Caregiving may include not only taking a loved one to appointments and overseeing medication management but taking over responsibilities including finances and paying bills, yard work, housework and laundry, grocery shopping and cooking, Gray said.
Sometimes, caregivers feel guilty because they don't do those things as well as their loved one did.
Stress from caregiving — while trying to keep up with life's other responsibilities — may result caregivers not taking care of their own health, resulting in high blood pressure, diabetes, congestive heart failure, depression and anxiety, Dewey said.
"Often times, caregivers have full-time jobs and their own families and are trying to balance that with being a full-time caregiver," said Rose Stadel, facilitator of the Caretakers' Path Support Group in Bloomington. "Caregivers become overwhelmed and stressed. Caregivers are notorious for not taking care of themselves."
"It's not uncommon for caregivers to quite literally work themselves to death," Dewey said.
"If you don't take care of yourself, how can you take care of someone else?" asked Wonea Garrett, caregiver adviser for McLean, Livingston and DeWitt counties for Community Care Systems, which works to keep older adults in their homes.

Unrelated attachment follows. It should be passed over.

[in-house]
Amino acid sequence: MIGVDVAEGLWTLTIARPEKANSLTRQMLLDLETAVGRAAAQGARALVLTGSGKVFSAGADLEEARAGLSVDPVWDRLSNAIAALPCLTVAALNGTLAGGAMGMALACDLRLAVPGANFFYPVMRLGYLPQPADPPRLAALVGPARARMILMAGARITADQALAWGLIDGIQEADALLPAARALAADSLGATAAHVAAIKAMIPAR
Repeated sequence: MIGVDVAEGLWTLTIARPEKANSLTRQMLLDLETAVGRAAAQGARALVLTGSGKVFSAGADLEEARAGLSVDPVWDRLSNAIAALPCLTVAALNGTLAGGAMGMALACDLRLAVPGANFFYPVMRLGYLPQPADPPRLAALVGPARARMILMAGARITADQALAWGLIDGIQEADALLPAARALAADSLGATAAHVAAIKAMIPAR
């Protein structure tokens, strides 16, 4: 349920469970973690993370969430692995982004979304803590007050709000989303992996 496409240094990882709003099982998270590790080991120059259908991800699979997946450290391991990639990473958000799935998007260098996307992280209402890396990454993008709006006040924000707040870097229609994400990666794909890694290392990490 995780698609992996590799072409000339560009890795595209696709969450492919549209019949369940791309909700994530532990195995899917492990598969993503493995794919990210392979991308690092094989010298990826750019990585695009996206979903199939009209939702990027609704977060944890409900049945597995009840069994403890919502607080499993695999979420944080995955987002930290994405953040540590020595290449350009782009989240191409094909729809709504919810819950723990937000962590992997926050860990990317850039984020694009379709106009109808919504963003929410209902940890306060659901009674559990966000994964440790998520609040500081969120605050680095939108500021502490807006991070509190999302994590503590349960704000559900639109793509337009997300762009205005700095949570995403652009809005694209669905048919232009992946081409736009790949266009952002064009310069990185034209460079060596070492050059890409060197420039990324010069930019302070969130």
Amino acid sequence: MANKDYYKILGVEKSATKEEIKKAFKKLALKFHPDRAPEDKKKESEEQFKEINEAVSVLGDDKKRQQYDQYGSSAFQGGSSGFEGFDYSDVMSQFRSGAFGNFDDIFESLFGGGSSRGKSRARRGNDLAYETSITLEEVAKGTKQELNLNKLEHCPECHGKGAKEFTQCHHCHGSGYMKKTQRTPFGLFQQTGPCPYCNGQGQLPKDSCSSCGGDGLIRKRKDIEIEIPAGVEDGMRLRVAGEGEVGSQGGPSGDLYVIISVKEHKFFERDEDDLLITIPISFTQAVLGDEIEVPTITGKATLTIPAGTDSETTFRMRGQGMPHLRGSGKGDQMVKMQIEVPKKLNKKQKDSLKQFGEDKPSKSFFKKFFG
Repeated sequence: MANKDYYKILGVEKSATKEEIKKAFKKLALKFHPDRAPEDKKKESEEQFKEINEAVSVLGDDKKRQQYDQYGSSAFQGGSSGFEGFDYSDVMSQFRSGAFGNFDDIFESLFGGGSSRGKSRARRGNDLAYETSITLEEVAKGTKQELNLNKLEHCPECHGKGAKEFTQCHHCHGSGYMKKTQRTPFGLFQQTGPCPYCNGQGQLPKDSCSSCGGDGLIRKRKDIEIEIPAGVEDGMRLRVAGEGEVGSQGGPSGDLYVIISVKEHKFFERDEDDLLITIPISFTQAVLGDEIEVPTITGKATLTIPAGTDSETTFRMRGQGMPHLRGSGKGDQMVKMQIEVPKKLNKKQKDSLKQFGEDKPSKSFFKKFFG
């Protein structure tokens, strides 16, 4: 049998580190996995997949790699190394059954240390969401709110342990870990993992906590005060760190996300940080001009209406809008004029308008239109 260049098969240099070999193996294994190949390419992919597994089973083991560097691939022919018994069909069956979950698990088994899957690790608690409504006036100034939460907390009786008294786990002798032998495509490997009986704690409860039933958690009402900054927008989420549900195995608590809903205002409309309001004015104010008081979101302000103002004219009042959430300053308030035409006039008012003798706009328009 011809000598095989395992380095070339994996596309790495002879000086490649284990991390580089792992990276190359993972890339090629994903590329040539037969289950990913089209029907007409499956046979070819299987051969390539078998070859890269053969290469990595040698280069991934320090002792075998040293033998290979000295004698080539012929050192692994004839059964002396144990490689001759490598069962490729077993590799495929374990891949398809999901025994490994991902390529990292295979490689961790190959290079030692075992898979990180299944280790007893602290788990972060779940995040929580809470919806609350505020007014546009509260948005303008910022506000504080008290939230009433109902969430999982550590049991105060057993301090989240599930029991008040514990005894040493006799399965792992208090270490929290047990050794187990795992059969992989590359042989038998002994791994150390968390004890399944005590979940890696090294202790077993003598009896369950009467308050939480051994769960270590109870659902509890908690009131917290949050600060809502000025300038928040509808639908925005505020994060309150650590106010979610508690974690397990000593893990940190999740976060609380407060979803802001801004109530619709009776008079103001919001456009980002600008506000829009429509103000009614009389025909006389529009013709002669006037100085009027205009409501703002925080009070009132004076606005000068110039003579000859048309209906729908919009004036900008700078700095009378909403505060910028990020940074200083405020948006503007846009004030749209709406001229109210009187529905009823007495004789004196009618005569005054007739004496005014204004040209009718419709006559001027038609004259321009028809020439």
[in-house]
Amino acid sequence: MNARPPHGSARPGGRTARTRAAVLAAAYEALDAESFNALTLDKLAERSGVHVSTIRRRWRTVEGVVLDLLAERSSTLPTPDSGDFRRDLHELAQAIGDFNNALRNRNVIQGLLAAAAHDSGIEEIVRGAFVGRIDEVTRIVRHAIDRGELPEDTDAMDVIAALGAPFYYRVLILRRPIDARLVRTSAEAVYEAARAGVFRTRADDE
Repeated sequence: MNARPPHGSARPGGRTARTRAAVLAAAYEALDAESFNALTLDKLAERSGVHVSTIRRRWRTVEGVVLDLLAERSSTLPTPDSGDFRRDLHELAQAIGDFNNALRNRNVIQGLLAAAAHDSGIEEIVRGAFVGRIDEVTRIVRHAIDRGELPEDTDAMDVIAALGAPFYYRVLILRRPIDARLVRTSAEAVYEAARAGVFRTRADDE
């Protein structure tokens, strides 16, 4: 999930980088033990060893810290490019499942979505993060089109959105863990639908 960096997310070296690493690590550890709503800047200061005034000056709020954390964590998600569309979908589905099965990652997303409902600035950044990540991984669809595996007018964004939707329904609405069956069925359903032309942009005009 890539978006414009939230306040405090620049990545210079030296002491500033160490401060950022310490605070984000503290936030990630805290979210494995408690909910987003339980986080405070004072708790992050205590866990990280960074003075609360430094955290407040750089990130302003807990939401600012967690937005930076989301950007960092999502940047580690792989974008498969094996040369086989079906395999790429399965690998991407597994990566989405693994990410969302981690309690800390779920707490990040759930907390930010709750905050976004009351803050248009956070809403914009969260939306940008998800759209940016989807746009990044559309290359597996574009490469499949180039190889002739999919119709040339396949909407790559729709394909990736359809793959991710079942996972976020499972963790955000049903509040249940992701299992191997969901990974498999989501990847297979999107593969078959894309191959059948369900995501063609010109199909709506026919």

Les Stevens, 69, of Chenoa, who retired from the Chenoa Police Department in 2010, was diagnosed with prostate cancer in May 2017.
"I told him 'It's gonna be OK,' but inside I was screaming," admitted Cheryl Stevens, 67.
Les Stevens is undergoing radiation treatments at the Community Cancer Center in Normal. Side effects include an increased urgency to urinate and move his bowels, fatigue, and some blood in his urine and stool.
His PSA (prostate-specific antigen) levels will be checked again in March. "If my PSA is down, the radiation worked and the cancer is under control," he said. "If my PSA is not down, my prostate will be removed."
"It's like giving up your independence," he said of his wife helping him. "I felt like I had to take care of the entire town of Chenoa. Now I feel like I can't take care of myself."